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Thread: Par-Baked Bread

  1. #1
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    Exclamation Par-Baked Bread

    A placed I used to work used par baked rolls and they were phenomenal. I would love to make some par baked rolls for my house since I can never get good bread and don't have a schedule that allows me to bake consistently. My girlfriend brings home bread sometimes from sullivan street bakery, and even that stuff is shot by the time she gets home; I would love to be able to have a nice freshly baked lean roll in 10 minutes when I am just chilling at the end of a day. I'm sure I would end up using these at work at some point, too.

    After some googling I found this recipe:
    http://www.kitchencookingrecipes.com...ked-rolls.html
    And this article:
    http://baking-management.com/equipment/bm_imp_16459/

    The recipe seems great, but what variables go into this? The recipe is fairly enriched, butter, margarine, milk--and they end up baking it low and cooling it. Would you par-bake a recipe that is a leaner dough the same way?

    The article is interesting and mentions a bunch of fancy ****, but I'm sure that's not necessary since they are bigger companies; I mean I can make mayonnaise at home without a centrifuge...

    What do you guys think?

  2. #2

    JohnnyChance's Avatar
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    What about a "5 minute ciabatta"? They only require prep/mix time of 5 minutes, but then need to proof for 24 hours or so, and bake pretty quickly. Not exactly what you are looking for, and require some advance work, but certainly leaner than those recipes.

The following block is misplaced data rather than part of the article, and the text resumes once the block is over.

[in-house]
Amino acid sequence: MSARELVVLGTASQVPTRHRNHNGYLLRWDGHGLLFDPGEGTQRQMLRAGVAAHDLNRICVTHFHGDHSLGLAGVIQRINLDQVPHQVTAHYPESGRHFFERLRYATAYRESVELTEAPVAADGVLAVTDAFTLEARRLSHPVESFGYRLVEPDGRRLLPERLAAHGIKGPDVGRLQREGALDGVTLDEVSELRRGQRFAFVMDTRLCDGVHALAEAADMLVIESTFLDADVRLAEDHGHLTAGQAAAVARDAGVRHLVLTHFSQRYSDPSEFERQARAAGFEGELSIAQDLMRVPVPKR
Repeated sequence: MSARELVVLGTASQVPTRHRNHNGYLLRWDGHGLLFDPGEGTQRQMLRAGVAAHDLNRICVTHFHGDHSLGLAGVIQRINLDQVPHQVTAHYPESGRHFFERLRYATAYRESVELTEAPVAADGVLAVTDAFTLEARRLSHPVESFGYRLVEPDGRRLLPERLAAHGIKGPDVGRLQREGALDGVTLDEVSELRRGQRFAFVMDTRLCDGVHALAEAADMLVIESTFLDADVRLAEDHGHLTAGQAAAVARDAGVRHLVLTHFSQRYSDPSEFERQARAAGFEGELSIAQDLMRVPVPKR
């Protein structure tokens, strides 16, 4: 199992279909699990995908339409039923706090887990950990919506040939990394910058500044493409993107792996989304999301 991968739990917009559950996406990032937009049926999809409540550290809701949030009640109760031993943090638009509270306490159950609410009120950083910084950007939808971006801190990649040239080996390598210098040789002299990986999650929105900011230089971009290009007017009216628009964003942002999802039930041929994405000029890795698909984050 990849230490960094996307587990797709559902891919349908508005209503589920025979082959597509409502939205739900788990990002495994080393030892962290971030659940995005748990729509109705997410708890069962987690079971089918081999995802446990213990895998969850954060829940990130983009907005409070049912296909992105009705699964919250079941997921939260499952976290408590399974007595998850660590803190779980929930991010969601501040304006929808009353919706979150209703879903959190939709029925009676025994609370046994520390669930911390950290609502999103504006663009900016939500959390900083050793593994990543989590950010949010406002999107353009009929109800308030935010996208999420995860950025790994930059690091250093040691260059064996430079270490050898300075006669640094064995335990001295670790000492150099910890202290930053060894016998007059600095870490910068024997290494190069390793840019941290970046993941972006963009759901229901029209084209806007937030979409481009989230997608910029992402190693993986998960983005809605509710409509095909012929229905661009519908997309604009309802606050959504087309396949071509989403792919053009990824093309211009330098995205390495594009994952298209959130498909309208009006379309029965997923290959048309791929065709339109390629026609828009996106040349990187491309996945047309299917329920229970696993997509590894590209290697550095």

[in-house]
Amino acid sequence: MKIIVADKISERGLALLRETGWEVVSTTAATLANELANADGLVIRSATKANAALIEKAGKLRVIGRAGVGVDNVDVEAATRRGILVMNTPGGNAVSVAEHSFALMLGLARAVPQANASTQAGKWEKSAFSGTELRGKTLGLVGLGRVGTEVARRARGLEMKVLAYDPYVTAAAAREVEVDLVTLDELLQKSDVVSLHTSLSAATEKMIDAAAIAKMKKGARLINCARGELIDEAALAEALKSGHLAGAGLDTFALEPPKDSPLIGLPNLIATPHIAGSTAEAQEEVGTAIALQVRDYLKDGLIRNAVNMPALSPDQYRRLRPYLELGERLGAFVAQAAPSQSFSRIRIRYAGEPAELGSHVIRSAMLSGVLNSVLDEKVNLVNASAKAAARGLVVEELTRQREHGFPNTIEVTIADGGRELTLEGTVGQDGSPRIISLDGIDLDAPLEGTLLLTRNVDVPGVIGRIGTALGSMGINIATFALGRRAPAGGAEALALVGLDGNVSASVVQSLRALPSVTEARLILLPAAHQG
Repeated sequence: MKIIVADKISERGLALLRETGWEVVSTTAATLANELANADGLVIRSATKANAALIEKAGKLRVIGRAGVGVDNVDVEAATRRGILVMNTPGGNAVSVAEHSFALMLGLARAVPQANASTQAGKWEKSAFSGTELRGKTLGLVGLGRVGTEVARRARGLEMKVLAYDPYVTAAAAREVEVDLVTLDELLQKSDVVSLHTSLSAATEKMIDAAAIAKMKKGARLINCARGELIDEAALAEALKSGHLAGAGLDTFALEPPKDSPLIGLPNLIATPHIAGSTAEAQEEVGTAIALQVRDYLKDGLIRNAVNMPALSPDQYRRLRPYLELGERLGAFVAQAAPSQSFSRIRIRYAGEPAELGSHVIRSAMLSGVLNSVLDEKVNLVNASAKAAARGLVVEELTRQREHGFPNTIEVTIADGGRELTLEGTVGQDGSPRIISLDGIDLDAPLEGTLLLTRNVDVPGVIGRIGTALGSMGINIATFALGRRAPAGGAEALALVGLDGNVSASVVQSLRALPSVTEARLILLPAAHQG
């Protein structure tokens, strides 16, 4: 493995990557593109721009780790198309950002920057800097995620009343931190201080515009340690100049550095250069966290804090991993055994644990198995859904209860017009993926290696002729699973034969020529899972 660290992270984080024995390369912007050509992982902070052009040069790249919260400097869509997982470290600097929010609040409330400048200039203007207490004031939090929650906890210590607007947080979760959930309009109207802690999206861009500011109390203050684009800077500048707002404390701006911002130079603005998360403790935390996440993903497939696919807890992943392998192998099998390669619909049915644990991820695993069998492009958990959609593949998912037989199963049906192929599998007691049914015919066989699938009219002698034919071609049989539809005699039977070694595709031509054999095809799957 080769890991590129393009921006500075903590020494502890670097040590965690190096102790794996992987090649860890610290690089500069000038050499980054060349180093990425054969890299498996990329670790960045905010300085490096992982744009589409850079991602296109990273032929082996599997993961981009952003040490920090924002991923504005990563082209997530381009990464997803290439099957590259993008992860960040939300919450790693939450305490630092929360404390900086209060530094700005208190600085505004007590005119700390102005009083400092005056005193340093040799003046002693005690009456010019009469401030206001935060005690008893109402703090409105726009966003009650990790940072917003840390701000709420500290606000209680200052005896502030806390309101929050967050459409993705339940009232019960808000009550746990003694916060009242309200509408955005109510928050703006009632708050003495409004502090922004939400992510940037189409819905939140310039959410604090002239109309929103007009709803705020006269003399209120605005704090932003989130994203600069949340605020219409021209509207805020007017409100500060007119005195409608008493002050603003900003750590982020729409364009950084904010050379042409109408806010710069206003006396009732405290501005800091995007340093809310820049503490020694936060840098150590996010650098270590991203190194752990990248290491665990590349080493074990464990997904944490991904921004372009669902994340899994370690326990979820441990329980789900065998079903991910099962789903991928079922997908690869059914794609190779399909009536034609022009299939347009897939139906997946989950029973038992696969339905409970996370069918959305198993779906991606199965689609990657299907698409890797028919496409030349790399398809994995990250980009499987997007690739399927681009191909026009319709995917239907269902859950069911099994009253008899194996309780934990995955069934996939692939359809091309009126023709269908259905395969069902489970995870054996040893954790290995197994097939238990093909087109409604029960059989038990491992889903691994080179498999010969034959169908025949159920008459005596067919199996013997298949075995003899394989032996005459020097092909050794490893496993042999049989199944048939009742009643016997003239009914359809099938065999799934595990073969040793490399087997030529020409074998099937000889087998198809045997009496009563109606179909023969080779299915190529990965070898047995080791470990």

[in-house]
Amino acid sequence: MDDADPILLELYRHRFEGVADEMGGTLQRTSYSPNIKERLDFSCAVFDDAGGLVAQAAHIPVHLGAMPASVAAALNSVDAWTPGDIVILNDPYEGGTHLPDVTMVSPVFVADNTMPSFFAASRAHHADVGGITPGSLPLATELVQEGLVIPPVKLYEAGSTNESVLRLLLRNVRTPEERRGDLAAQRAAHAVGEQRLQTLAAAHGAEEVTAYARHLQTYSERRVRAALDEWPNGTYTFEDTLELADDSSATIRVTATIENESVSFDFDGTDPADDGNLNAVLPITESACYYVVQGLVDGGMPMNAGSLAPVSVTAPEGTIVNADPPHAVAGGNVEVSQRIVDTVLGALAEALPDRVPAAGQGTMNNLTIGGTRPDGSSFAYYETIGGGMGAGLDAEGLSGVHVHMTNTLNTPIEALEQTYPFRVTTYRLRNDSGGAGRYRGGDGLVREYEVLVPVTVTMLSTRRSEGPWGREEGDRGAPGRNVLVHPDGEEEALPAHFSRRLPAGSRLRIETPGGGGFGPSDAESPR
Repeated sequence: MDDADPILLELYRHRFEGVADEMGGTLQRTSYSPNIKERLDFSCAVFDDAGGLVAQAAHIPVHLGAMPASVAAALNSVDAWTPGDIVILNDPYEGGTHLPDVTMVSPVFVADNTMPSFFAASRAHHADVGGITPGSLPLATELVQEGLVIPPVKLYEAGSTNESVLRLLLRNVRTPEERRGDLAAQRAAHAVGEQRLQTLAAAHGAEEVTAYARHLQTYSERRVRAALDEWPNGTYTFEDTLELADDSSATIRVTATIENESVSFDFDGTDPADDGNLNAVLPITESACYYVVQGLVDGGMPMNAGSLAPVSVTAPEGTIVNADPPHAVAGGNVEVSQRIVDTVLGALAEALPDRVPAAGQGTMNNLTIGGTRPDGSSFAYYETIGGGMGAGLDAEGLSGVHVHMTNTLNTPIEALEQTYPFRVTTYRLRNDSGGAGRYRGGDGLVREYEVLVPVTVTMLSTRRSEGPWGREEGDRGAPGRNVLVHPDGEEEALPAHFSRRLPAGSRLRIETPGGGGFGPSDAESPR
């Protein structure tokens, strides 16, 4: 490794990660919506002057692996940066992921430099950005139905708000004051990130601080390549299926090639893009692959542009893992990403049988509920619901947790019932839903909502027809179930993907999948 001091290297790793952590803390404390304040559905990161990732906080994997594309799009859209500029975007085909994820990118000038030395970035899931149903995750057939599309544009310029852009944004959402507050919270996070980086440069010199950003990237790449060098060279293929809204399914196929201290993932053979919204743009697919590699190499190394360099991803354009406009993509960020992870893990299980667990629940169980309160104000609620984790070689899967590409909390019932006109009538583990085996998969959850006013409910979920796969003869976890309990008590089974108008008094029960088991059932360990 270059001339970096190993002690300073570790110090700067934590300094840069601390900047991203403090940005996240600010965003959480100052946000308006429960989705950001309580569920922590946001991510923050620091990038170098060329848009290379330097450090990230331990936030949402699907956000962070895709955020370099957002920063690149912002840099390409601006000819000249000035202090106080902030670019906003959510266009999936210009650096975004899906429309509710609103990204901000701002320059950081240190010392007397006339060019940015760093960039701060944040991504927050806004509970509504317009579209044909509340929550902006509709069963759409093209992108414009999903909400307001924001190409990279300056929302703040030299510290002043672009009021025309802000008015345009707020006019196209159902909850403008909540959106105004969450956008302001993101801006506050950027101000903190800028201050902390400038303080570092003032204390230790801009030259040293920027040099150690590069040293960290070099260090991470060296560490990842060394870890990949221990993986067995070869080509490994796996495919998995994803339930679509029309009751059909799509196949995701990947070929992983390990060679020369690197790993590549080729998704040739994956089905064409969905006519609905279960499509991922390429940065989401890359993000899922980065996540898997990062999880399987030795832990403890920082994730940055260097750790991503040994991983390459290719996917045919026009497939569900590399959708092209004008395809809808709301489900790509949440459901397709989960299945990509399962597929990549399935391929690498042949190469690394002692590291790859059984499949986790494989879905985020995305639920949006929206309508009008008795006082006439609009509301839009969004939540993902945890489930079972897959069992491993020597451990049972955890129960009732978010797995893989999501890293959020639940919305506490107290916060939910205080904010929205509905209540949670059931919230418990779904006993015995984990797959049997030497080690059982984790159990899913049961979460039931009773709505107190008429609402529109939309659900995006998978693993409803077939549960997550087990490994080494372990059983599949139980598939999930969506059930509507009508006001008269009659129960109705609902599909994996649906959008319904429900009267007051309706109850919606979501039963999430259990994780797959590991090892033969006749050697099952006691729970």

"God sends meat and the devil sends cooks." - Thomas Deloney

  3. #3
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    What I really want is something I can take time to make well on my days off, freeze, and bake up late night after work. I'm not necessarily looking for a lean recipe, just any sort of insight on the par-baked matter besides a parbaked pullman loaf.

    Found this and thought it was interesting:
    Bake as usual, but cut the time by 1/4. So if the recipe calls for an hour, bake it 45 minutes. But the time is just an estimate. The goal is to completely bake the bread internally to a temperature of 185 degrees without browning it at all on the outside. Once it's reached that internal temp, take it out.
    Bake it like 5-10 degrees under actually done pretty much...
    Maybe I'll experiment this thursday...

  4. #4

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    I'm pretty sure that any bread will do this--you bake it until the interior is done-ish(it really isn't done the same because the gluten(among other things) is still doing stuff...this is why pizza dough must rest before being cut), but stop before it dries enough to react on the exterior.

    I will look into this, because I hate storebought breads too(except for Central Market). Plus it'll give me a reason to bury my head in On Food and Cooking.

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